Barbara ensures the kids stay involved and the family stays close. She focuses on the needs of the family, handles bookkeeping for the farm and pitches in wherever needed.

“I do whatever is necessary.  I know because I do what I do, Darrin is available to do what he needs to do for the farm,” Barbara described. “The majority of the time he can focus on the farm and not worry because I am taking care of the family and finances. He gets the best of both worlds.”

On top of that, Barbara runs a business of her own: The Chick Wire. A self-described “agvocate,” she began promoting agriculture and dairy ever since she married Darrin and moved to the farm. In 2014, she began blogging as Farm Barbie to open up the life of her family and farm.

The blog gathered a decent following and Barbara used the space to connect with consumers and give them a name and face to a farmer. However, she was unable to retain using the name because of a trademark dispute. Despite putting up a tough legal fight, ultimately she was forced to change her name. But she did not just change her name, instead she used the opportunity to refocus and found a new project.

“I wanted to rise above this situation and use my struggle for good. I am now using my literal voice for agriculture, when they wanted to shut me down altogether,” she explained.

The Chick Wire, as Barbara outlines, is a network of women that shares values, cultivates understanding, and inspires without judgment. She interviews women on podcasts—digital audio files posted on the internet for downloading—to share their stories through “values-based messaging.”

Barbara’s concentration on women is strategic. She says she’s learned studies show millennium moms are an influential audience and she is trying to reach that group specifically. The women she has interviewed—such as the bee keeper or the athlete—are used to bridge the agriculture community with consumers and eliminate the “ag vs. everyone” mentality.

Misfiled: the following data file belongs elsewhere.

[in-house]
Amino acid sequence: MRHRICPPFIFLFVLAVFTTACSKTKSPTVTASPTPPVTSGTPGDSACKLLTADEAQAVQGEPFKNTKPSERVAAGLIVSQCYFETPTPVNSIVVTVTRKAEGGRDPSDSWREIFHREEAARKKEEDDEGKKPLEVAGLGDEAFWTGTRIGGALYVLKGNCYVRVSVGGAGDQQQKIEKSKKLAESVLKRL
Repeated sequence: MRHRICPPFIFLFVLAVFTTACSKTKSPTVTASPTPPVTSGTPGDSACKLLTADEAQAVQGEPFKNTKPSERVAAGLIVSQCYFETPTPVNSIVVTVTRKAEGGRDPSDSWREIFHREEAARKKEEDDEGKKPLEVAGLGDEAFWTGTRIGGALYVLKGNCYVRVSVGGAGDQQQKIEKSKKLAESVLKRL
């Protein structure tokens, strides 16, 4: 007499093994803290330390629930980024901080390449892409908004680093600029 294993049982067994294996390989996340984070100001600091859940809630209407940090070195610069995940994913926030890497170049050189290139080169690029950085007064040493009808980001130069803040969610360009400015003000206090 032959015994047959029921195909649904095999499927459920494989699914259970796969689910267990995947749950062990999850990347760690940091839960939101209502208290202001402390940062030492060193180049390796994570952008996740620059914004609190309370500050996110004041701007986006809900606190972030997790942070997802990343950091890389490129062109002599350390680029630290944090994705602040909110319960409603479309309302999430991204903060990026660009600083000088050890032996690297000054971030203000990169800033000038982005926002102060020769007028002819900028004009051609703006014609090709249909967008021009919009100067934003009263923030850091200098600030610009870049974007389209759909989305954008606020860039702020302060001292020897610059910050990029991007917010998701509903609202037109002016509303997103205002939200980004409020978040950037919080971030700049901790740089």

“Through all of these women I am interviewing, there’s a common thread, an agricultural foundation. I’m reaching a new audience with each episode because her friends and family tune in to hear her, then they hear the tidbits about ag that I share. This allows listeners to begin to understand and trust,” she adds, explaining how her podcasts promote agriculture.

To the Siemens and many in the agriculture community, farming is about family. They enjoy working with family, something Darrin admits can be easy to take for granted.

“I was immediately attracted to farm life because of the strong family aspect,” Barbara, the former “city girl” revealed. “I enjoy the family and intergenerational focus. Our kids get to work alongside Dad and Grandpa. Not many kids get that opportunity.”

This emphasis is important when considering the future and with each pioneering move.

“Our goal for the farm is to grow as we can in beef, dairy and land,” Darrin explained. “We want to be able to give the next generation—our children—a chance.”

More about Darrin and Barbara Siemen

Owners of Prime Land Farm in the Huron Local, District 8

Children: Elliott (13), Adrienne (11) and Riley (7)

Herd size: 320 milking cows, 360 total dairy; 800 beef cattle

Acres farmed: 1500 of sugar beets, alfalfa, corn and wheat

Education: Darrin and Barbara both attended Michigan State University. Darrin has a bachelor’s degree in food industry management and agribusiness. Barbara has a bachelor’s degree in English and a teaching certificate from Saginaw Valley State University.

Agriculture, Dairy and Community Involvement: Darrin is the past president of the Huron County Farm Bureau and served on the board for nine years. He has also been on the Sand Beach Township Planning Committee and a basketball coach for Harbor Beach Community Schools. He has served as a delegate for his MMPA Local, and is also a delegate for United Producers Inc. Barbara is an MMPA Dairy Communicator and was also involved in the Huron County Farm Bureau. In addition to The Chick Wire, she has promoted agriculture by guest blogging and being involved with various programs such as: Common Ground, Ask the Farmer, AgChat Foundation, Michigan Agriculture Council and the Pure Michigan blog. The farm was involved in the 2016 AgVenture Day in Harbor Beach.

This article originally appeared in the October 2016 issue of the Michigan Milk Messenger.